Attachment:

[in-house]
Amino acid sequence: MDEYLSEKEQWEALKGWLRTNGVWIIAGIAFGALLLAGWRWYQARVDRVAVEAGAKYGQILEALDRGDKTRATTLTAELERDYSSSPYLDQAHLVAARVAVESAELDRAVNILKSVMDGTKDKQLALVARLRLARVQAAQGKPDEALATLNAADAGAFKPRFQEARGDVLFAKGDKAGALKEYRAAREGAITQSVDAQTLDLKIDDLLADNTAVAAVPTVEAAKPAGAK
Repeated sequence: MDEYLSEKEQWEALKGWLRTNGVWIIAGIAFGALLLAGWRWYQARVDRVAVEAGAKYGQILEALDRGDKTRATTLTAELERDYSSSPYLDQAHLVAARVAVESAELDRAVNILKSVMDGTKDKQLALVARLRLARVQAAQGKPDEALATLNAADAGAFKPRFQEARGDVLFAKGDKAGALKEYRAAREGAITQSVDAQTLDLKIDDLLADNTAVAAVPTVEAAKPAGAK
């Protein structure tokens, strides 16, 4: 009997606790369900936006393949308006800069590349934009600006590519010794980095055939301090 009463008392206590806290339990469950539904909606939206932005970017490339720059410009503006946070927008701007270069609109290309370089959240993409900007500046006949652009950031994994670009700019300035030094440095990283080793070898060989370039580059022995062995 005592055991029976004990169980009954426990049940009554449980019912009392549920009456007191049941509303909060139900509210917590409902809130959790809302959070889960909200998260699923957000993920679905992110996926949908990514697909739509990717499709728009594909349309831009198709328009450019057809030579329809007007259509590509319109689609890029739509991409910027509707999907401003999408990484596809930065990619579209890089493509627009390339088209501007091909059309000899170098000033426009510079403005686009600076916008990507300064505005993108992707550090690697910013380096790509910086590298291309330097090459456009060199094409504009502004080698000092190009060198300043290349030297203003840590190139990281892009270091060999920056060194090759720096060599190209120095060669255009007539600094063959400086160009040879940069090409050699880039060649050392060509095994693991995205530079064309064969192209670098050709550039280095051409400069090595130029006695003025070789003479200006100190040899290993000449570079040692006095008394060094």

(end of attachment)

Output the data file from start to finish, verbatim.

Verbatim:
[in-house]
Amino acid sequence: MDEYLSEKEQWEALKGWLRTNGVWIIAGIAFGALLLAGWRWYQARVDRVAVEAGAKYGQILEALDRGDKTRATTLTAELERDYSSSPYLDQAHLVAARVAVESAELDRAVNILKSVMDGTKDKQLALVARLRLARVQAAQGKPDEALATLNAADAGAFKPRFQEARGDVLFAKGDKAGALKEYRAAREGAITQSVDAQTLDLKIDDLLADNTAVAAVPTVEAAKPAGAK
Repeated sequence: MDEYLSEKEQWEALKGWLRTNGVWIIAGIAFGALLLAGWRWYQARVDRVAVEAGAKYGQILEALDRGDKTRATTLTAELERDYSSSPYLDQAHLVAARVAVESAELDRAVNILKSVMDGTKDKQLALVARLRLARVQAAQGKPDEALATLNAADAGAFKPRFQEARGDVLFAKGDKAGALKEYRAAREGAITQSVDAQTLDLKIDDLLADNTAVAAVPTVEAAKPAGAK
């Protein structure tokens, strides 16, 4: 009997606790369900936006393949308006800069590349934009600006590519010794980095055939301090 009463008392206590806290339990469950539904909606939206932005970017490339720059410009503006946070927008701007270069609109290309370089959240993409900007500046006949652009950031994994670009700019300035030094440095990283080793070898060989370039580059022995062995 005592055991029976004990169980009954426990049940009554449980019912009392549920009456007191049941509303909060139900509210917590409902809130959790809302959070889960909200998260699923957000993920679905992110996926949908990514697909739509990717499709728009594909349309831009198709328009450019057809030579329809007007259509590509319109689609890029739509991409910027509707999907401003999408990484596809930065990619579209890089493509627009390339088209501007091909059309000899170098000033426009510079403005686009600076916008990507300064505005993108992707550090690697910013380096790509910086590298291309330097090459456009060199094409504009502004080698000092190009060198300043290349030297203003840590190139990281892009270091060999920056060194090759720096060599190209120095060669255009007539600094063959400086160009040879940069090409050699880039060649050392060509095994693991995205530079064309064969192209670098050709550039280095051409400069090595130029006695003025070789003479200006100190040899290993000449570079040692006095008394060094």